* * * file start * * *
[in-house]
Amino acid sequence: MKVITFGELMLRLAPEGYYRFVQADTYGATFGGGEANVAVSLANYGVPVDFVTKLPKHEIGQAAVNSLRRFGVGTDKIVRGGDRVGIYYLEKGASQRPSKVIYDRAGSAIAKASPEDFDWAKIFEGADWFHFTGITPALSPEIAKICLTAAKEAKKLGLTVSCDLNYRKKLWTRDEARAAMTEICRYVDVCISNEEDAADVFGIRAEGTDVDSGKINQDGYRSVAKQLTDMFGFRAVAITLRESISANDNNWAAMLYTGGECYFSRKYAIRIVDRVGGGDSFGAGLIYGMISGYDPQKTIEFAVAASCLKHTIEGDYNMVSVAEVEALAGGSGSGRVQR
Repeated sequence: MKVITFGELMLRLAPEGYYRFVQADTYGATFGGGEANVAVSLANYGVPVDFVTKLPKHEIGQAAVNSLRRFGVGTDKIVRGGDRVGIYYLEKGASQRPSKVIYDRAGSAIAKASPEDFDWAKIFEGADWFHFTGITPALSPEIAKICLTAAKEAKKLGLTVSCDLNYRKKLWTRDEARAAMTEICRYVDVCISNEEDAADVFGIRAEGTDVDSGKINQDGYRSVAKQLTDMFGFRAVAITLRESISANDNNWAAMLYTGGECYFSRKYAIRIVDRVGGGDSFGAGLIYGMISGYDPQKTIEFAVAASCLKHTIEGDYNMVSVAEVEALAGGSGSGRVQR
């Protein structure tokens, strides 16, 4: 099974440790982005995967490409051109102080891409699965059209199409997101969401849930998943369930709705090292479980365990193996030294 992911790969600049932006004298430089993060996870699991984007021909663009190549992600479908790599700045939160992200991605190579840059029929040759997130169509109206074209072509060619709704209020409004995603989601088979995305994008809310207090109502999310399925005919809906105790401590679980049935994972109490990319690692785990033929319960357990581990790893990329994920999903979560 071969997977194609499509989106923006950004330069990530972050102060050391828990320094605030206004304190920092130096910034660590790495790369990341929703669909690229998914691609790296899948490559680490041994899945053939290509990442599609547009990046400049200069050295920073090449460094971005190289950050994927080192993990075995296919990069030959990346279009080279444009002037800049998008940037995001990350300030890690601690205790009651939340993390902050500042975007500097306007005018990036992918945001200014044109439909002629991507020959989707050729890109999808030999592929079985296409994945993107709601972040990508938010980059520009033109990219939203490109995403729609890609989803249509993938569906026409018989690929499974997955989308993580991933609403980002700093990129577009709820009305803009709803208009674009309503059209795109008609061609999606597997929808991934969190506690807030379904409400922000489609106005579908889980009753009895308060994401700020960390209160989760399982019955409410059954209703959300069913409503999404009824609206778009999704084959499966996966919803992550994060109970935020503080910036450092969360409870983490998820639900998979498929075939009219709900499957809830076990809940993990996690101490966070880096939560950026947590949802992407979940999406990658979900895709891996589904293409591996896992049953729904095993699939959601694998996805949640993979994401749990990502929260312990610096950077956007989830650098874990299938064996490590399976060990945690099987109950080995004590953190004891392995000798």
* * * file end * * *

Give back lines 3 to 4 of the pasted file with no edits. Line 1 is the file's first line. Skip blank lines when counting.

Repeated sequence: MKVITFGELMLRLAPEGYYRFVQADTYGATFGGGEANVAVSLANYGVPVDFVTKLPKHEIGQAAVNSLRRFGVGTDKIVRGGDRVGIYYLEKGASQRPSKVIYDRAGSAIAKASPEDFDWAKIFEGADWFHFTGITPALSPEIAKICLTAAKEAKKLGLTVSCDLNYRKKLWTRDEARAAMTEICRYVDVCISNEEDAADVFGIRAEGTDVDSGKINQDGYRSVAKQLTDMFGFRAVAITLRESISANDNNWAAMLYTGGECYFSRKYAIRIVDRVGGGDSFGAGLIYGMISGYDPQKTIEFAVAASCLKHTIEGDYNMVSVAEVEALAGGSGSGRVQR
């Protein structure tokens, strides 16, 4: 099974440790982005995967490409051109102080891409699965059209199409997101969401849930998943369930709705090292479980365990193996030294 992911790969600049932006004298430089993060996870699991984007021909663009190549992600479908790599700045939160992200991605190579840059029929040759997130169509109206074209072509060619709704209020409004995603989601088979995305994008809310207090109502999310399925005919809906105790401590679980049935994972109490990319690692785990033929319960357990581990790893990329994920999903979560 071969997977194609499509989106923006950004330069990530972050102060050391828990320094605030206004304190920092130096910034660590790495790369990341929703669909690229998914691609790296899948490559680490041994899945053939290509990442599609547009990046400049200069050295920073090449460094971005190289950050994927080192993990075995296919990069030959990346279009080279444009002037800049998008940037995001990350300030890690601690205790009651939340993390902050500042975007500097306007005018990036992918945001200014044109439909002629991507020959989707050729890109999808030999592929079985296409994945993107709601972040990508938010980059520009033109990219939203490109995403729609890609989803249509993938569906026409018989690929499974997955989308993580991933609403980002700093990129577009709820009305803009709803208009674009309503059209795109008609061609999606597997929808991934969190506690807030379904409400922000489609106005579908889980009753009895308060994401700020960390209160989760399982019955409410059954209703959300069913409503999404009824609206778009999704084959499966996966919803992550994060109970935020503080910036450092969360409870983490998820639900998979498929075939009219709900499957809830076990809940993990996690101490966070880096939560950026947590949802992407979940999406990658979900895709891996589904293409591996896992049953729904095993699939959601694998996805949640993979994401749990990502929260312990610096950077956007989830650098874990299938064996490590399976060990945690099987109950080995004590953190004891392995000798």